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Runnable vs Threads

oshanoshu profile image Oshan Upreti ・2 min read

Threads in Java can be created two ways:

  1. Extending Thread Class
  2. Implementing Runnable Interface

Extending Thread Class:

class MyThread extends Thread{
    /*
    This is where your implementation of what happens when you start a thread goes.
    You need to override the run method from the Thread class.
    */
    @Override
    public void run()
    {
        System.out.println("Thread is running");
    }
}

class CreatingThreads {
    public static void main(String[] args) {
        MyThread myThread = new MyThread();
        myThread.start();
    }
}
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Implementing Runnable Interface

class MyRunnable implements Runnable{
    @Override
    public void run()
    {
        System.out.println("Thread is running");
    }
}

class CreatingThreads{
    public static void main(String[] args){
        Runnable myRunnable = new MyRunnable();
        Thread myThread = new Thread(myRunnable);
        myThread.start();
    }
}
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Using the Runnable interface, you can also create threads via lambda expressions. The Thread class takes a Runnable object, and the Runnable interface has just one method run which takes no arguments. So, you can create a Thread using the following pattern which is much easier to implement.

class CreatingThreads{
    public static void main(String[] args){
        Thread myThread2 = new Thread(() -> {
        //do something here
        //what do you want your thread to do
        });
        myThread2.start();
    }
}
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The advantage of implementing the Runnable interface over extending Thread class is that you'll have space to extend another class if required. (You can only extend one class in Java).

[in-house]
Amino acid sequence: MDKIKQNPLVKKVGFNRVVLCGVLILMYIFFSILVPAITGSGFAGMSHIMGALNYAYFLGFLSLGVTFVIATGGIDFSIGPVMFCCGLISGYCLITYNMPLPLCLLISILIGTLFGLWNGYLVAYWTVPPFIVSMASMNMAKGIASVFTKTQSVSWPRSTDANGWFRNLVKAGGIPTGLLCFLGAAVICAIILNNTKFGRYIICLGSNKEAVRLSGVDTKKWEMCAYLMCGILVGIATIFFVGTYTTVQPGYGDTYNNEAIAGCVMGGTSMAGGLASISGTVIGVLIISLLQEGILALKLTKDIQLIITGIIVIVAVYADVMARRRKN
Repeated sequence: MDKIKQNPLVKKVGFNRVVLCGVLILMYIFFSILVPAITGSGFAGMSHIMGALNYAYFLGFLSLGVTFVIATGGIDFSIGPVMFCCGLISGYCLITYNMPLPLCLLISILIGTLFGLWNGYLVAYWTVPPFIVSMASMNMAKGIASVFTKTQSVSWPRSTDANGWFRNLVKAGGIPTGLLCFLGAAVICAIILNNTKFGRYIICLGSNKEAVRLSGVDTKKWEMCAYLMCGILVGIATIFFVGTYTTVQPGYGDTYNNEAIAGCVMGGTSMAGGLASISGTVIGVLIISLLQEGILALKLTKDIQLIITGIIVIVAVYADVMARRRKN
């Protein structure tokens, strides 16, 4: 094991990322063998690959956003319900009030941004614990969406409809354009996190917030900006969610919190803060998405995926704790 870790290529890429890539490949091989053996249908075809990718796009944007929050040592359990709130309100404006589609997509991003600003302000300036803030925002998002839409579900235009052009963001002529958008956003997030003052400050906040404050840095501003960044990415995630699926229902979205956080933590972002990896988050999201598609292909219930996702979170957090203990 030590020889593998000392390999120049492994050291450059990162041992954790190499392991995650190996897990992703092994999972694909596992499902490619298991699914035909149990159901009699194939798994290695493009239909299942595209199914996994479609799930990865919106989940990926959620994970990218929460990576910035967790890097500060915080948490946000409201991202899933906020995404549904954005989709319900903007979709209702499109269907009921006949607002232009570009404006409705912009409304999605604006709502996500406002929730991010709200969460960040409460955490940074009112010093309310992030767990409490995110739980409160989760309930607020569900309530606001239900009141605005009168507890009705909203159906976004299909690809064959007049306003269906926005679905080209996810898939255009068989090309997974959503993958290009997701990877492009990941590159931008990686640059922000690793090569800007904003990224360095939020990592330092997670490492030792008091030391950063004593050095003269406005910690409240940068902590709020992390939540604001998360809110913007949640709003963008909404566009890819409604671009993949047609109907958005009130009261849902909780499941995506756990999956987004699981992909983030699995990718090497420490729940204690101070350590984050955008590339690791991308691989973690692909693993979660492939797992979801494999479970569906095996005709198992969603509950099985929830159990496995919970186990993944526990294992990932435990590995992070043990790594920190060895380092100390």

The other advantage is that each thread created by the Thread class is associated with a new object whereas each thread created by the Runnable interface shares the same object.
Let's look at the following code:


class MyRunnable implements Runnable{

    public int number = 0;

    @Override
    public void run() {
        number++;
        System.out.println("Thread is running, "+number);
    }

}

class MyThread extends Thread{

    public int number = 0;

    @Override
    public void run() {
        number++;
        System.out.println("Thread is running, "+number);
    }
}

class CreatingThreads{
    public static void main(String[] args) throws InterruptedException {

        System.out.println("Implementing Runnable Interface: ");

        Runnable myRunnable = new MyRunnable();
        Thread myThread = new Thread(myRunnable);
        Thread myThread2 = new Thread(myRunnable);
        myThread.start();
        Thread.sleep(2000);

        myThread2.start();
        Thread.sleep(2000);

        System.out.println();

        System.out.println("Extending Thread Class: ");

        MyThread secondMyThread = new MyThread();
        MyThread secondMyThread2 = new MyThread();
        secondMyThread.start();
        Thread.sleep(2000);
        secondMyThread2.start();

    }

}
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Output:

Implementing Runnable Interface: 
Thread is running, 1
Thread is running, 2

Extending Thread Class: 
Thread is running, 1
Thread is running, 1
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As you can see threads created by implementing the Runnable interface are acting on the same object whereas the ones created by extending the Thread class are acting on different objects.

You can also find this on my blog: Oshan Upreti.

Discussion (2)

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thorstenhirsch profile image
Thorsten Hirsch

Well, the reason why in your last example the runnable threads are operating on the same object is because you only have instantiated one object, but you're using it in both threads:

        Runnable myRunnable = new MyRunnable();
        Thread myThread = new Thread(myRunnable);
        Thread myThread2 = new Thread(myRunnable);
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If you want independent objects in your threads you can do that with runnable as well:

        Thread myThread = new Thread(new MyRunnable());
        Thread myThread2 = new Thread(new MyRunnable());
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oshanoshu profile image
Oshan Upreti Author

That's absolutely right. Thank you for your observation.
The point I wanted to prove here was that we can't create threads extending the Thread class that operates on the same object. And, that's the advantage of using the Runnable interface over the Thread class.